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Video Editing Workstation

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Christy L Manoppo (okky):
Quote:
--to 1:1 render times -- stretches way beyond 1:1--


What is "render times" ? I'm sorry if I sounded stupid, but I'm little bit confused here.

As Arnold said, we use DVD-R media to record our services, but when we want to store it into the internet for more viewing options, the quality is just dissapointing.

As I follow through this thread, it's obvious that we dont need that much of CPU horsepower for doing simple DV editing tasks.

FYI, here's the flow..



for post, we did like this:
from dvd (mpeg2), devode it to AVI, then all the editing goes in AVI, then back to DVD (mpeg2) again.

For now, I think some of the culprits for the bad quality of our recordings
1. We need a better mixer/switcher for key-ing. Our text and video goes to the projectors at the same time, this is done in the PC with Easyworship software, which has the "live-video feed with text" feature.
2. Instead of putting it all to DVD, maybe we need a Hard Disk Recorder, so we just need to copy the video files, instead of extracting the video from DVD, thus eliminating the encoding/transcoding process.

Karl P(eterson):
Okky,

When I say render times, I mean the amount of time it takes for the video editing program, after you've finished editing, to "spit out" the final product in a single video.

Rendering doesn't include when you are pulling the video from your device (copying DVD TS Files to your computer, or importing a stream from your (H)DV cam, that is called ingesting.

Rendering doesn't (normally) include how much time it takes to make the video ready to render, also known as pre-render transcoding (although hopefully if you did your ingest right, you won't have to do this).

Rendering doesn't include how much time it takes to record your finished project to media (either burn to DVD, bounce to tape, etc).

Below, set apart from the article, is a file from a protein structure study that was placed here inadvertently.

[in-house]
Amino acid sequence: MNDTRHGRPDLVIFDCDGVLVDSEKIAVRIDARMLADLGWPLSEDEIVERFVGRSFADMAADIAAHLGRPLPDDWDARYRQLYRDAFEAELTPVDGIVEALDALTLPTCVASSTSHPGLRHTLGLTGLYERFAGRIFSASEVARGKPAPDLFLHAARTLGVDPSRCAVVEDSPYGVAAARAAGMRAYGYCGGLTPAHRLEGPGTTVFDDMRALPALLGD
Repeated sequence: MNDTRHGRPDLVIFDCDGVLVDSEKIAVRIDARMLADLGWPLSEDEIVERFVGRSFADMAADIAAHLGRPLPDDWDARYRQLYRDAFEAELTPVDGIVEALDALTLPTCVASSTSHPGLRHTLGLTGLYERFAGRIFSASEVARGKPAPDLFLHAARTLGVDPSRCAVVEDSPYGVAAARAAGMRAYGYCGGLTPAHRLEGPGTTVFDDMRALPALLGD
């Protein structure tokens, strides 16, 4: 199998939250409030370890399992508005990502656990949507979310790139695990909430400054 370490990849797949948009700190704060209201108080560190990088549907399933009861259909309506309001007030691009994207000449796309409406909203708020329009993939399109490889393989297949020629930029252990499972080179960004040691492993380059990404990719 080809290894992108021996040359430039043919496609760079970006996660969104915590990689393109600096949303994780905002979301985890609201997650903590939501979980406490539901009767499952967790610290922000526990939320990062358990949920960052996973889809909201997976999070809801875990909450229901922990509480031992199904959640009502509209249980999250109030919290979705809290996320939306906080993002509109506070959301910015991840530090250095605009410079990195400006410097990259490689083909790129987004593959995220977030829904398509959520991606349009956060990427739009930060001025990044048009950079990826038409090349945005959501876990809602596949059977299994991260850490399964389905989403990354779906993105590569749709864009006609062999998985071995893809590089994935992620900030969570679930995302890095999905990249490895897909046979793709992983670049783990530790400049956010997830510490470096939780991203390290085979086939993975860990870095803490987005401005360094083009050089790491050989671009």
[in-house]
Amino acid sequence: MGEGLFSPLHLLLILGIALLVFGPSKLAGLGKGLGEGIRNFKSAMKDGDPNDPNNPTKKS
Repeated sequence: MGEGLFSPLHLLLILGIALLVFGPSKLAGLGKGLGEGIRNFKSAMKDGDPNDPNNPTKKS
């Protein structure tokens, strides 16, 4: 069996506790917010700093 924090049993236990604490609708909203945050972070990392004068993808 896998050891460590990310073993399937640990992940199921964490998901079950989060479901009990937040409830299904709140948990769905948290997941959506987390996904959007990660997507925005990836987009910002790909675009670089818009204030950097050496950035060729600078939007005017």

Your switcher doesn't look that terrible honestly, I doubt replacing it would bring up your end quality substantially unless it is truly the weakest link in the chain.

Does the quality on your preview monitor or projector look good? Does the DVD straight off the original recorder look good? The question I am trying to ask is where in your chain does the quality start to look bad?

Where the quality starts to diminish is where we need to look for the problem.

This may be in the camera itself, or it may be in one of the transcodes.

Your switcher includes the ability for Luma or Chroma Key, You should try letting the video camera go straight through the switcher and key in your words with Chroma or Luma.

Karl P

Arnold B. Krueger:
Christy L  Manoppo (okky) wrote on Sat, 03 July
 
from dvd (mpeg2), devode it to AVI, then all the editing goes in AVI, then back to DVD (mpeg2) again.



What editing software?

When you say AVI which subformat of AVI are you talking about. Isn't your editing software using DV/AVI as your working format?

Quote:

For now, I think some of the culprits for the bad quality of our recordings
1. We need a better mixer/switcher for key-ing. Our text and video goes to the projectors at the same time, this is done in the PC with Easyworship software, which has the "live-video feed with text" feature.



What mxier? I haven't done a ton of keying with our mixer, but its not elegant, and it seems to do a good job. Our mixer is a Roland Krossfour.

Quote:

2. Instead of putting it all to DVD, maybe we need a Hard Disk Recorder, so we just need to copy the video files, instead of extracting the video from DVD, thus eliminating the encoding/transcoding process.



Hard disk video recorders typically compress the video data they store on their hard drives, pretty much the same as DVD recorders. I've used both. IME minimally compressed DVR video does an acceptable job in a NTSC context.

I woulod recommend that you do some troubleshooting, using a custom burned DVD with various samples and trdy ptterns.

Here are some xamples of video test patterns:

http://www.mediacollege.com/video/test-patterns/

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